What’s a julienne peeler and do you need one in your kitchen to prep vegetables?
Published May 19, 2023.
Julienne peelers are simple tools that can be used to cut rectangular strips called matchsticks from any firm vegetable or fruit, such as carrots, zucchini, cucumbers, squash, potatoes, daikon, papaya, beets, apples, and more. After we tested several models, our winner was the OXO Julienne Prep Y-Peeler, which met all our criteria: It quickly and smoothly cut crisp, neat, uniform matchsticks from a variety of produce with maximal ease and minimal waste. We also highly recommend the Kiwi Pro Slice Peeler—made in a style that’s common in Thailand—for its sharp, wavy blades, as well as its sturdiness and comfortable grip. It readily produced elegant, extra-long julienne that didn’t quite have edges that were as crisply squared as the OXO’s matchsticks, but this wasn't ultimately a detractor. It also made waffle- and wavy-style decorative cuts. The only downside is that its julienne pieces sometimes remained lightly attached lengthwise and had to be gently pulled apart.
The julienne (aka matchstick) cut is a classic knife technique that chefs learn in culinary school. Vegetables and fruits cut this way—in long, slim, uniform, squared-off strips that resemble wooden matches—are perfect for slaws and salads, garnishes, and stir-fries; as vegetable noodles; or for making shoestring potatoes and hash browns. In the test kitchen, we also use julienne cuts in recipes when steaming or baking vegetables with fish en papillote, in Japchae and Javaher Polo, and in the classic Thai green papaya salad called som tam.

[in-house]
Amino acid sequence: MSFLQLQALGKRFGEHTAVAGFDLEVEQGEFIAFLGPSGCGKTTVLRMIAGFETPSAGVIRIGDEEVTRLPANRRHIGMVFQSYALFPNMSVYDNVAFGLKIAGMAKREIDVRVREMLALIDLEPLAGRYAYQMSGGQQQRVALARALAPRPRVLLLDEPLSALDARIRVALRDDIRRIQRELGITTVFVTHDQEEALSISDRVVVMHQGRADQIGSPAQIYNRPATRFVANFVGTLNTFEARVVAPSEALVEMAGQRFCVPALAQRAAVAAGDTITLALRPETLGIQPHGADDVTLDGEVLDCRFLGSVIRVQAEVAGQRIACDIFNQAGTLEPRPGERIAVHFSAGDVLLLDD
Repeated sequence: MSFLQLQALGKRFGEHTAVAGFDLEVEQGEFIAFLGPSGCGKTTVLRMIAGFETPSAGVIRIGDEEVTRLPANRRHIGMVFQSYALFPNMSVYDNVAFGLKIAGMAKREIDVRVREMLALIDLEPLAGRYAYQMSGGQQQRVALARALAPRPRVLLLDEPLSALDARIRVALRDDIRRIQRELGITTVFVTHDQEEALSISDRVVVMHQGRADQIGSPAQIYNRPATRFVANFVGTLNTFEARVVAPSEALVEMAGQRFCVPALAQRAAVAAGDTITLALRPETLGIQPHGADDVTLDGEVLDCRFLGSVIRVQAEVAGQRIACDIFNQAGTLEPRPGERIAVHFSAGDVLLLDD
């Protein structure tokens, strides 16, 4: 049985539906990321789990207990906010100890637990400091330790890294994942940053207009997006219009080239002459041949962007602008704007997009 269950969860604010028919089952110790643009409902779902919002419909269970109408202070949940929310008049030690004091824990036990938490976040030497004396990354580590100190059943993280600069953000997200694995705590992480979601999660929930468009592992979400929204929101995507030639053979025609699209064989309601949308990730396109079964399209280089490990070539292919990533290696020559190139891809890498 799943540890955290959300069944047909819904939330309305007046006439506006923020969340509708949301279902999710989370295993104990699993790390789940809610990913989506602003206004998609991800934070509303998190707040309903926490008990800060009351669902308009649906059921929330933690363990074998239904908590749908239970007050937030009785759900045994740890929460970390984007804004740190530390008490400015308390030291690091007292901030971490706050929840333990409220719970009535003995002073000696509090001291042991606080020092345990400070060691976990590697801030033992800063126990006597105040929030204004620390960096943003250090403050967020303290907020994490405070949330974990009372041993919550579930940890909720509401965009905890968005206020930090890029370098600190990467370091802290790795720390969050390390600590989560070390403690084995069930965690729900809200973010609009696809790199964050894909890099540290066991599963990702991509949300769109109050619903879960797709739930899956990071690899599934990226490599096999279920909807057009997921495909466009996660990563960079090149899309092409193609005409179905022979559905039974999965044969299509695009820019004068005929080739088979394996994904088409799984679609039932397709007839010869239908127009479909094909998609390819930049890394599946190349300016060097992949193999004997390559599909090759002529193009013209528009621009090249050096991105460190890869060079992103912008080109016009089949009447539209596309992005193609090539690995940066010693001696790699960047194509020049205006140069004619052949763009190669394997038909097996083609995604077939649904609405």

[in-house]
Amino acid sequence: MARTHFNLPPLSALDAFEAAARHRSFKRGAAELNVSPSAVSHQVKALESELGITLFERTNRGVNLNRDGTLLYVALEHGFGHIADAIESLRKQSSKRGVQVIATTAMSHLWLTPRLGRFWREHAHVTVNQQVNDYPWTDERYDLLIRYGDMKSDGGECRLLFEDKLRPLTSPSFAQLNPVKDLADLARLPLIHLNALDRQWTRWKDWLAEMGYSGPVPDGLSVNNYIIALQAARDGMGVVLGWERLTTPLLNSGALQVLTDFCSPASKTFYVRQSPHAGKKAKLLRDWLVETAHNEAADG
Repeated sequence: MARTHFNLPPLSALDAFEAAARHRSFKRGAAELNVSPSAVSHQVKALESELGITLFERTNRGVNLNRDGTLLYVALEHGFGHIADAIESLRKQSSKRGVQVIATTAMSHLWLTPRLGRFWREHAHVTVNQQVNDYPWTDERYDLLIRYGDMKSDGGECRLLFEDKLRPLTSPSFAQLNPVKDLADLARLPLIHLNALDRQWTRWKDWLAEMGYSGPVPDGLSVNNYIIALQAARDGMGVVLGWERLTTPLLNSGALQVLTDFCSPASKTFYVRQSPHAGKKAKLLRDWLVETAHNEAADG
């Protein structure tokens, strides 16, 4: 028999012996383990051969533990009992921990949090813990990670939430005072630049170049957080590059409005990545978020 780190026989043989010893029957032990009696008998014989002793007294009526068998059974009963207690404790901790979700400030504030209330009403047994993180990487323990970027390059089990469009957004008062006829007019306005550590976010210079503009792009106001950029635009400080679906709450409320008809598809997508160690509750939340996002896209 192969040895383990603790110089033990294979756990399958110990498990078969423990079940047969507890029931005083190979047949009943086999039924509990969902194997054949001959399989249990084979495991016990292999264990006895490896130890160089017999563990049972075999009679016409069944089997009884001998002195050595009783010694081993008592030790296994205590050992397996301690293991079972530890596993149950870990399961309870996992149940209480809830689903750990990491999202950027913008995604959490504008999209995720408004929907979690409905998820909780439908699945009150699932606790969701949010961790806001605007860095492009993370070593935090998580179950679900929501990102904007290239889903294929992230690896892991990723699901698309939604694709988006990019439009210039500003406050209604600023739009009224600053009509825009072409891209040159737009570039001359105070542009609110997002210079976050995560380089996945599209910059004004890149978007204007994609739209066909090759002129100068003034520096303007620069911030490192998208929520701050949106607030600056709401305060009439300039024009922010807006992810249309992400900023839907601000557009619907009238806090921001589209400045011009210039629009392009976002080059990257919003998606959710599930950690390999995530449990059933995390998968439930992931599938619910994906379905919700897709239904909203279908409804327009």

There are a few ways to produce julienne, and a specialty peeler is just one of them. Even if you lack expert knife skills, we have an easy, modified julienne technique for carrots using a chef’s knife. You can also use our winning mandoline, which works beautifully and quickly but is more expensive and somewhat more dangerous and takes more time to set up and clean up. Julienne peelers promise distinct advantages: They’re very inexpensive and compact, work fast, and require no skill. They also take just seconds to clean.
You’ll typically need to peel produce first with a regular vegetable peeler. Then you use the julienne peeler, drawing it along the length of the vegetable to cut long, narrow strips.
Julienne peelers come in two styles; we tested both. Most models are Y-shaped, with dual blades like a typical vegetable peeler—the first blade travels over food and determines the depth of the peeling cut made by the second blade. There’s a key difference with a julienne peeler: In the United States, typical models have a second blade composed of a complicated series of folded metal po...
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Lisa is an executive editor for ATK Reviews, cohost of Gear Heads on YouTube, and gadget expert on TV's America's Test Kitchen.